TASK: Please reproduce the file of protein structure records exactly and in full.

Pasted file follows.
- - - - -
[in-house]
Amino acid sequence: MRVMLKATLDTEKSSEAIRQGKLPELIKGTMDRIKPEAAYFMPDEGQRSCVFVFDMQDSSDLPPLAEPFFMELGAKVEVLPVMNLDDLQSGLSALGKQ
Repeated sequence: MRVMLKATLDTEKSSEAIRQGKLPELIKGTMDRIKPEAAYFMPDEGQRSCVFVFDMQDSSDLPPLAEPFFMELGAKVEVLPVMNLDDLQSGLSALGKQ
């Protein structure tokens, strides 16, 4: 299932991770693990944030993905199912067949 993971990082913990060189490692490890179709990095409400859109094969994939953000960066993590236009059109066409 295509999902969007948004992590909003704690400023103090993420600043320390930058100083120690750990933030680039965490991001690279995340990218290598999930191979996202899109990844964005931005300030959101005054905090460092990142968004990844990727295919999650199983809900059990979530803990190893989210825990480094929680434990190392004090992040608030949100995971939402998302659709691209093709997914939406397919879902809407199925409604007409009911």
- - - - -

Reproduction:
[in-house]
Amino acid sequence: MRVMLKATLDTEKSSEAIRQGKLPELIKGTMDRIKPEAAYFMPDEGQRSCVFVFDMQDSSDLPPLAEPFFMELGAKVEVLPVMNLDDLQSGLSALGKQ
Repeated sequence: MRVMLKATLDTEKSSEAIRQGKLPELIKGTMDRIKPEAAYFMPDEGQRSCVFVFDMQDSSDLPPLAEPFFMELGAKVEVLPVMNLDDLQSGLSALGKQ
């Protein structure tokens, strides 16, 4: 299932991770693990944030993905199912067949 993971990082913990060189490692490890179709990095409400859109094969994939953000960066993590236009059109066409 295509999902969007948004992590909003704690400023103090993420600043320390930058100083120690750990933030680039965490991001690279995340990218290598999930191979996202899109990844964005931005300030959101005054905090460092990142968004990844990727295919999650199983809900059990979530803990190893989210825990480094929680434990190392004090992040608030949100995971939402998302659709691209093709997914939406397919879902809407199925409604007409009911």